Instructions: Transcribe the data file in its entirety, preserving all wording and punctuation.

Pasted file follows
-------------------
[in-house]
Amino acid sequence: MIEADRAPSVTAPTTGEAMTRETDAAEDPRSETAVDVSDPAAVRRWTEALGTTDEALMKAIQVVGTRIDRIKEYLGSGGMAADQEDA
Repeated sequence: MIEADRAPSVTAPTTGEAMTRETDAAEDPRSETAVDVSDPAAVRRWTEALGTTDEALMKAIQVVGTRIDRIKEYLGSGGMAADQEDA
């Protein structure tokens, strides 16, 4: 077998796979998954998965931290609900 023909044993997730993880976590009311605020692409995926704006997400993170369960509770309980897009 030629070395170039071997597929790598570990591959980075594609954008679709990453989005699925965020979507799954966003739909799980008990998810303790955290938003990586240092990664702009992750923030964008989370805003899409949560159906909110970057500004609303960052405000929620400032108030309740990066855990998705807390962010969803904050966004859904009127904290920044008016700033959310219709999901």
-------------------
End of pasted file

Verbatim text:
[in-house]
Amino acid sequence: MIEADRAPSVTAPTTGEAMTRETDAAEDPRSETAVDVSDPAAVRRWTEALGTTDEALMKAIQVVGTRIDRIKEYLGSGGMAADQEDA
Repeated sequence: MIEADRAPSVTAPTTGEAMTRETDAAEDPRSETAVDVSDPAAVRRWTEALGTTDEALMKAIQVVGTRIDRIKEYLGSGGMAADQEDA
């Protein structure tokens, strides 16, 4: 077998796979998954998965931290609900 023909044993997730993880976590009311605020692409995926704006997400993170369960509770309980897009 030629070395170039071997597929790598570990591959980075594609954008679709990453989005699925965020979507799954966003739909799980008990998810303790955290938003990586240092990664702009992750923030964008989370805003899409949560159906909110970057500004609303960052405000929620400032108030309740990066855990998705807390962010969803904050966004859904009127904290920044008016700033959310219709999901």